As we gather around Christ’s table this week, what is it that unites us? Will we speak of the God who claims all life as belonging to God’s self? Will we enter into the mind of Christ and experience the power to heal in the body broken and the cup poured out? Will we hear anew the call, the invitation, to live in the abudant life that comes to all who labor for justice, liberation, and love for all God’s people?

What is the the Holy Spirit whispering to you as you prepare to lead worship and preach this week? Do these texts speak of unity to you or something else? Please join in the conversation that we may support one another on the journey.

Rev. Dr. Rachael Keefe is an author and the pastor of Living Table United Church of Christ in Minneapolis, MN. You can find links to her blog, video series, and books at Beachtheology.com.

Photo: CC0 image by maxlkt

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10 thoughts on “Revised Common Lectionary: The Unity Edition

  1. I like your thoughts about unity. Since it’s world communion, there’ll definitely need to be some talk about unity in our worship this Sunday. I’ve adopted the series on gratitude from the WJK Press book “A Preacher’s Guide to Lectionary Sermon Series” for the next 6 weeks. I’m preaching on the Exodus text this week and talking about how idolizing the past gets in the way of our ability to see and give thanks for what God is doing now. I’ve been hearing so many complaints…mostly on FB, honestly…about how wrong things are and how hard it is to see God these days. Reminding people to find what there is for which to be thankful sounds so passe, but it really does help us, and helps us to help each other. Maybe the extra challenge is to find ways to encourage thankfulness while still allowing space for people to express and work through their complaints. For example, there’s so much negativity on Facebook, but I’m thankful that I also find opportunities to pray for people on there.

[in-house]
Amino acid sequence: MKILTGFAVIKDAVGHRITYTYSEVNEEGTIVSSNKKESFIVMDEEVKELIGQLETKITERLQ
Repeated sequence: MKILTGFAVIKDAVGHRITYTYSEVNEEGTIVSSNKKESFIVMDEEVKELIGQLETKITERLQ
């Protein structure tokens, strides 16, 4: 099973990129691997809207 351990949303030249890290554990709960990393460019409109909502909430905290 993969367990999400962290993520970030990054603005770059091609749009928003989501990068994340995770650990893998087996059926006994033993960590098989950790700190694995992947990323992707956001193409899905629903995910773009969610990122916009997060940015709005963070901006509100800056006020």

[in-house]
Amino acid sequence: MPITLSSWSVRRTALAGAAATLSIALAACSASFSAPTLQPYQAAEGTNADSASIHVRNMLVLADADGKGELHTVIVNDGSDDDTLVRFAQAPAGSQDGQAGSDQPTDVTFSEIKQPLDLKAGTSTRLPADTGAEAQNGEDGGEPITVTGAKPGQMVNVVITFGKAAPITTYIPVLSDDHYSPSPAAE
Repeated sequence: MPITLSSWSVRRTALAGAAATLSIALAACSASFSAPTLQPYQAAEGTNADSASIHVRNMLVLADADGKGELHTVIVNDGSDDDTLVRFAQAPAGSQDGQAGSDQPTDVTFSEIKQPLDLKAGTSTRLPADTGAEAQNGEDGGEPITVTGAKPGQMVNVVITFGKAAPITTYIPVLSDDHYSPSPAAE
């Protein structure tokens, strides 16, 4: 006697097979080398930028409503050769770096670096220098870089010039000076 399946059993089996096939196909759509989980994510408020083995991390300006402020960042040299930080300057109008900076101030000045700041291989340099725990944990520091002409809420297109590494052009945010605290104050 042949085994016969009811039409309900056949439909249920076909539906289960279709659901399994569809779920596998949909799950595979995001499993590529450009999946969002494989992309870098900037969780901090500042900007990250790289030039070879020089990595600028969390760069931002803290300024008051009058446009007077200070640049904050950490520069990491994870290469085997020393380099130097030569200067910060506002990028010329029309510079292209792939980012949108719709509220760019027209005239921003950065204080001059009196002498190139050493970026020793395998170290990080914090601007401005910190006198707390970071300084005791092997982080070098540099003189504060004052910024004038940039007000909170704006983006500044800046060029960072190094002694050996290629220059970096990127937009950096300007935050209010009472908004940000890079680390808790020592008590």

1. Gratitude is always an excellent subject to preach. I sometimes wish we could impose a rule that mandates every complaint must be accompanied by a statement of gratitude. It’s too easy to lose track of the Holy in the midst of fear and anxiety and all the other stuff flying around. A little gratitude can help move us back toward realizing God’s dream for us.

      Liked by 1 person

  2. Because we are beginning a month of stewardship in the congregation I serve, I’m focusing on the Ezekiel text and how it might be used to inform our giving. Here’s what I’ve got at this point: rachaelkeefe.wordpress.com/2017/09/27/something-ezekiel-said/


    1. Catherine, I’m glad you found it helpful and useful. I’m sorry you are not feeling well and pray that you find energy and health enough for the day. I’m all for practicing gratitude and it is an excellent time for gratitude given the state of the world…